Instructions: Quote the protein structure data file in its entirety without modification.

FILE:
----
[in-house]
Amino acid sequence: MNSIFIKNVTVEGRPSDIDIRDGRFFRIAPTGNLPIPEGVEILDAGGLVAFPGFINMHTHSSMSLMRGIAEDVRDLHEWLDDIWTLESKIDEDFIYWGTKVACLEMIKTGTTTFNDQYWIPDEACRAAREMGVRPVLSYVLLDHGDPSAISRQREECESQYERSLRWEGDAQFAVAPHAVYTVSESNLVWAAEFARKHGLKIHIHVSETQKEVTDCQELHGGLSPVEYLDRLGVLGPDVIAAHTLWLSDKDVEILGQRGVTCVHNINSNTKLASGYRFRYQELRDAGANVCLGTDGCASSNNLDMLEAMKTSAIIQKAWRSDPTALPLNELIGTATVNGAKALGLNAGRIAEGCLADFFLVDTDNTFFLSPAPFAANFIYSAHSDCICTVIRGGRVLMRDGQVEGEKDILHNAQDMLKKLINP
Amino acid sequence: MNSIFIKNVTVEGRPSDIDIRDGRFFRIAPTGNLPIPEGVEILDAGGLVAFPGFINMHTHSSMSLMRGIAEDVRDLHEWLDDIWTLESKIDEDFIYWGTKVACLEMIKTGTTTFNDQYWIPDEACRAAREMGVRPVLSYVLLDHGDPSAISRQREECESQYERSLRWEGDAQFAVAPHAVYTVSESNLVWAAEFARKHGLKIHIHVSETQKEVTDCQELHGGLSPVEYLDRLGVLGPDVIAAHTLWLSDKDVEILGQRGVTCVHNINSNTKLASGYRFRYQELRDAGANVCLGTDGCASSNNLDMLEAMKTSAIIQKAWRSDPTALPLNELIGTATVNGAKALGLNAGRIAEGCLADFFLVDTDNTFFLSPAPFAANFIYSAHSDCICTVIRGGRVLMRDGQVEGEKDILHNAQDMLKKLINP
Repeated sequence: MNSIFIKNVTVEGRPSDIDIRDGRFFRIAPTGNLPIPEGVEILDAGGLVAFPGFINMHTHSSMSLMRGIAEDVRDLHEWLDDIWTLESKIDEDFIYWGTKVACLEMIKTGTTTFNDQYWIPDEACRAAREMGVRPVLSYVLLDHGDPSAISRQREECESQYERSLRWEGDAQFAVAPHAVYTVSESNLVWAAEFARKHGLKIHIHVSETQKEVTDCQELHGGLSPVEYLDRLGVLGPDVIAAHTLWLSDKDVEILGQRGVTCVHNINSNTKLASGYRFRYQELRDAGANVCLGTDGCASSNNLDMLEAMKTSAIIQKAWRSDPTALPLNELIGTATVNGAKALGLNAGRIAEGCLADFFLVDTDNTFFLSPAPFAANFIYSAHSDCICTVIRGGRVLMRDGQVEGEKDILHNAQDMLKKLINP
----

[in-house]
Amino acid sequence: MNSIFIKNVTVEGRPSDIDIRDGRFFRIAPTGNLPIPEGVEILDAGGLVAFPGFINMHTHSSMSLMRGIAEDVRDLHEWLDDIWTLESKIDEDFIYWGTKVACLEMIKTGTTTFNDQYWIPDEACRAAREMGVRPVLSYVLLDHGDPSAISRQREECESQYERSLRWEGDAQFAVAPHAVYTVSESNLVWAAEFARKHGLKIHIHVSETQKEVTDCQELHGGLSPVEYLDRLGVLGPDVIAAHTLWLSDKDVEILGQRGVTCVHNINSNTKLASGYRFRYQELRDAGANVCLGTDGCASSNNLDMLEAMKTSAIIQKAWRSDPTALPLNELIGTATVNGAKALGLNAGRIAEGCLADFFLVDTDNTFFLSPAPFAANFIYSAHSDCICTVIRGGRVLMRDGQVEGEKDILHNAQDMLKKLINP
Amino acid sequence: MNSIFIKNVTVEGRPSDIDIRDGRFFRIAPTGNLPIPEGVEILDAGGLVAFPGFINMHTHSSMSLMRGIAEDVRDLHEWLDDIWTLESKIDEDFIYWGTKVACLEMIKTGTTTFNDQYWIPDEACRAAREMGVRPVLSYVLLDHGDPSAISRQREECESQYERSLRWEGDAQFAVAPHAVYTVSESNLVWAAEFARKHGLKIHIHVSETQKEVTDCQELHGGLSPVEYLDRLGVLGPDVIAAHTLWLSDKDVEILGQRGVTCVHNINSNTKLASGYRFRYQELRDAGANVCLGTDGCASSNNLDMLEAMKTSAIIQKAWRSDPTALPLNELIGTATVNGAKALGLNAGRIAEGCLADFFLVDTDNTFFLSPAPFAANFIYSAHSDCICTVIRGGRVLMRDGQVEGEKDILHNAQDMLKKLINP
Repeated sequence: MNSIFIKNVTVEGRPSDIDIRDGRFFRIAPTGNLPIPEGVEILDAGGLVAFPGFINMHTHSSMSLMRGIAEDVRDLHEWLDDIWTLESKIDEDFIYWGTKVACLEMIKTGTTTFNDQYWIPDEACRAAREMGVRPVLSYVLLDHGDPSAISRQREECESQYERSLRWEGDAQFAVAPHAVYTVSESNLVWAAEFARKHGLKIHIHVSETQKEVTDCQELHGGLSPVEYLDRLGVLGPDVIAAHTLWLSDKDVEILGQRGVTCVHNINSNTKLASGYRFRYQELRDAGANVCLGTDGCASSNNLDMLEAMKTSAIIQKAWRSDPTALPLNELIGTATVNGAKALGLNAGRIAEGCLADFFLVDTDNTFFLSPAPFAANFIYSAHSDCICTVIRGGRVLMRDGQVEGEKDILHNAQDMLKKLINP